A hero was honored this Independence Day for his bravery after he helped a family involved in a helicopter crash at Pearl Harbor last year.
On Feb. 18, 2016, a tour helicopter plunged into the water with a pilot and a family of four from Ontario, Canada inside. The aircraft sank within a matter of seconds.
Bystanders jumped in and pulled four of the survivors out of the harbor, but a teenage boy was still trapped inside.
Bryan Eisenberg was one of the Good Samaritans who sprang to action.
Because he risked his life, on July 4 in Washington, D.C., Eisenberg received the Medal of Valor from Department of Interior Secretary Ryan Zinke.
His parents tell us he was working as a federal police officer for the National Park Service at the time of the crash, which is under the Department of the Interior. They say his training helped him think fast on his feet.
His father, Jeffrey Eisenberg, said, “(the boy’s) mother alerted Bryan that her other son is still stuck in the helicopter, so he and a Navy diver took turns with one knife … attempting to cut the youngest out of the harness.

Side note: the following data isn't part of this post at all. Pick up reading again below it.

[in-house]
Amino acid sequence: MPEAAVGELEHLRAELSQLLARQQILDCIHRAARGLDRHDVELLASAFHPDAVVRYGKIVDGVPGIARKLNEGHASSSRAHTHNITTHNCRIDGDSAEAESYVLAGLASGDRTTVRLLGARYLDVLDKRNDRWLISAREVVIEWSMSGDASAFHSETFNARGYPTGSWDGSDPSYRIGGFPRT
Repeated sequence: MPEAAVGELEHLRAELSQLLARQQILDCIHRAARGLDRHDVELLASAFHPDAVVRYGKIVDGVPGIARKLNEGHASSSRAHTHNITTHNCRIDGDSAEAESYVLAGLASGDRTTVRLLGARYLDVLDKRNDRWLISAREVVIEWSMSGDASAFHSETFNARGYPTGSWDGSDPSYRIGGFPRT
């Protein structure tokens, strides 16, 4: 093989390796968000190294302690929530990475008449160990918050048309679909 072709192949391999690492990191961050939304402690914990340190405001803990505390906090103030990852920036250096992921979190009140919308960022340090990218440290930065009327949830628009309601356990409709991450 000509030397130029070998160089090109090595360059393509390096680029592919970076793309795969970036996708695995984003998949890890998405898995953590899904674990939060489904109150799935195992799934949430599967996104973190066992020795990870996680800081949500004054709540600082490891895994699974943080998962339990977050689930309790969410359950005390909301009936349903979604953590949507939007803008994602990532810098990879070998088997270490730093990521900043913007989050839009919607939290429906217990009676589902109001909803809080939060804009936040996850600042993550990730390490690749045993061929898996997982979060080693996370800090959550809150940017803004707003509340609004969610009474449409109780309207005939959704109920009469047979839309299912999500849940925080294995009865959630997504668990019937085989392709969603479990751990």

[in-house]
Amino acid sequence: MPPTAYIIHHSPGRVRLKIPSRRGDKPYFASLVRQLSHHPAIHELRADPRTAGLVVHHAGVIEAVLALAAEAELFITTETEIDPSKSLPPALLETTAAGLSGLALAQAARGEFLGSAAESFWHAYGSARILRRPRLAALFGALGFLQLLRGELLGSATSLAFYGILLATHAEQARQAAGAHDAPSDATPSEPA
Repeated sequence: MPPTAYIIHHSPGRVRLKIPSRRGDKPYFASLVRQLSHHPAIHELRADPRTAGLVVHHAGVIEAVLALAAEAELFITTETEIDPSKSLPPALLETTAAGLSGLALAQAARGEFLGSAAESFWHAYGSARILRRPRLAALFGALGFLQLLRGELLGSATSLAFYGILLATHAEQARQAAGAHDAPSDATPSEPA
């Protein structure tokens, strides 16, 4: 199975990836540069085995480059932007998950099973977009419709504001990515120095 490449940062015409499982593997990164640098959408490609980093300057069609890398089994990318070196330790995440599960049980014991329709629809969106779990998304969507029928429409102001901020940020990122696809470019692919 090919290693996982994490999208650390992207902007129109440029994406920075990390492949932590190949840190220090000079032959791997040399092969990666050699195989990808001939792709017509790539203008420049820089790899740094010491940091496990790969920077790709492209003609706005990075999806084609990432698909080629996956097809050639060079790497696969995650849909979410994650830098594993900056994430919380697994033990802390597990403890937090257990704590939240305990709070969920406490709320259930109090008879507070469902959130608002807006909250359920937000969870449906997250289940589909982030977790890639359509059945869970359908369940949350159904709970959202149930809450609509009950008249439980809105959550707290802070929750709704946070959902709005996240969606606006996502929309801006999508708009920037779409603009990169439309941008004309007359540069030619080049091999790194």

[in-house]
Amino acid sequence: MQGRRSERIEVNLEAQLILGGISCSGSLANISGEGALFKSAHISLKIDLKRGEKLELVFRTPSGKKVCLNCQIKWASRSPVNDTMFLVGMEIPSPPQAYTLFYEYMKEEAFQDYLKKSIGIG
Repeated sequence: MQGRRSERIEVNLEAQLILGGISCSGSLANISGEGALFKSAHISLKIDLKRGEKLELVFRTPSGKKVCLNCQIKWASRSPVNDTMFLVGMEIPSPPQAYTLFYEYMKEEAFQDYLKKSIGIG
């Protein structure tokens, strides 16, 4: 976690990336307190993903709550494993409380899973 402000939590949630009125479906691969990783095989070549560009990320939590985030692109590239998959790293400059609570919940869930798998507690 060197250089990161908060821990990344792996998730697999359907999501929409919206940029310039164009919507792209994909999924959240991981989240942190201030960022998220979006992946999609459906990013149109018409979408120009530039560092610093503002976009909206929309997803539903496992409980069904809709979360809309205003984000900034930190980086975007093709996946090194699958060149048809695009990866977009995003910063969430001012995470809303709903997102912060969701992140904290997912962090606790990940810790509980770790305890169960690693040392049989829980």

Bryan Eisenberg said instinct took over.
“I took off my gear, my boots, my duty belt, and I jumped into the water. Myself and a Navy mud suit diver were able to take turns diving down to the helicopter,” he recalled. “I was cutting as fast as I could. He was pretty tangled up in his life jacket and the harness from the helicopter, so I was just being as careful as I could with a knife underwater and cutting him out as quickly as I could.”
Unfortunately, Riley Dobson, 16, later died from his injuries.
“It was very emotional, very gut-wrenching, very bittersweet that they got most of the survivors to shore, but he was very worried about this one youngster,” Jeffrey Eisenberg said.
Eisenberg’s parents say they’re proud and excited to see their son, because they don’t get to see him too often.
“It’s an opportunity for our family to all get together and spend some time together, and realize and celebrate what he has accomplished and what he has ahead of him,” said Tammy Eisenberg, Bryan Eisenberg’s mother.
While it was a memorable moment for the family, there were also mixed emotions.
“We all went through a lot with the accident, and it was a growing experience for him to really appreciate how fragile life was,” said Tammy Eisenberg.
Twenty-eight other people also received Medals of Valor for their heroic acts.
The award is presented every year on the Fourth of July to employees of the Department of Interior.